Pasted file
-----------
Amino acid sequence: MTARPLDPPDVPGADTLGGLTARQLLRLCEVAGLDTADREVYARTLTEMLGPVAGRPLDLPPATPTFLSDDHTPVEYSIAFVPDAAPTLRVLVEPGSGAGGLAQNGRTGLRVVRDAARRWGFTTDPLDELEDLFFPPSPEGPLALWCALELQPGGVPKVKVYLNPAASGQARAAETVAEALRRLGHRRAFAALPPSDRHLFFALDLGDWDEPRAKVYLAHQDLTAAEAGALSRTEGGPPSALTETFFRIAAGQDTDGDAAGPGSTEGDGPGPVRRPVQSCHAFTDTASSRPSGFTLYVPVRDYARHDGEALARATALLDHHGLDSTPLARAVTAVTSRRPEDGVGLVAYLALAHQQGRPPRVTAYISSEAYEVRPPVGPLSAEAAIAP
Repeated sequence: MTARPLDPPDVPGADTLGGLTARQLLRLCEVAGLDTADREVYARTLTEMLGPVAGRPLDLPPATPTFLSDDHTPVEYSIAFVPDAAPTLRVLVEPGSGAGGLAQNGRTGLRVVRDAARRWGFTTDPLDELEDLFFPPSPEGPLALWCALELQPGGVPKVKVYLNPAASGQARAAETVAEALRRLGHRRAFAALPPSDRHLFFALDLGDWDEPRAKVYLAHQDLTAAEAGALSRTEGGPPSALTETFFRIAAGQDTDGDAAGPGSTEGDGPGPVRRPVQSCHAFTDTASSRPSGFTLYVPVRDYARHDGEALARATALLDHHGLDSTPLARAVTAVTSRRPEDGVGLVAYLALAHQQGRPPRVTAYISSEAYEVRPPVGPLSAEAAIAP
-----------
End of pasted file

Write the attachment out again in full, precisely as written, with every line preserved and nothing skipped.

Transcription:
Amino acid sequence: MTARPLDPPDVPGADTLGGLTARQLLRLCEVAGLDTADREVYARTLTEMLGPVAGRPLDLPPATPTFLSDDHTPVEYSIAFVPDAAPTLRVLVEPGSGAGGLAQNGRTGLRVVRDAARRWGFTTDPLDELEDLFFPPSPEGPLALWCALELQPGGVPKVKVYLNPAASGQARAAETVAEALRRLGHRRAFAALPPSDRHLFFALDLGDWDEPRAKVYLAHQDLTAAEAGALSRTEGGPPSALTETFFRIAAGQDTDGDAAGPGSTEGDGPGPVRRPVQSCHAFTDTASSRPSGFTLYVPVRDYARHDGEALARATALLDHHGLDSTPLARAVTAVTSRRPEDGVGLVAYLALAHQQGRPPRVTAYISSEAYEVRPPVGPLSAEAAIAP
Repeated sequence: MTARPLDPPDVPGADTLGGLTARQLLRLCEVAGLDTADREVYARTLTEMLGPVAGRPLDLPPATPTFLSDDHTPVEYSIAFVPDAAPTLRVLVEPGSGAGGLAQNGRTGLRVVRDAARRWGFTTDPLDELEDLFFPPSPEGPLALWCALELQPGGVPKVKVYLNPAASGQARAAETVAEALRRLGHRRAFAALPPSDRHLFFALDLGDWDEPRAKVYLAHQDLTAAEAGALSRTEGGPPSALTETFFRIAAGQDTDGDAAGPGSTEGDGPGPVRRPVQSCHAFTDTASSRPSGFTLYVPVRDYARHDGEALARATALLDHHGLDSTPLARAVTAVTSRRPEDGVGLVAYLALAHQQGRPPRVTAYISSEAYEVRPPVGPLSAEAAIAP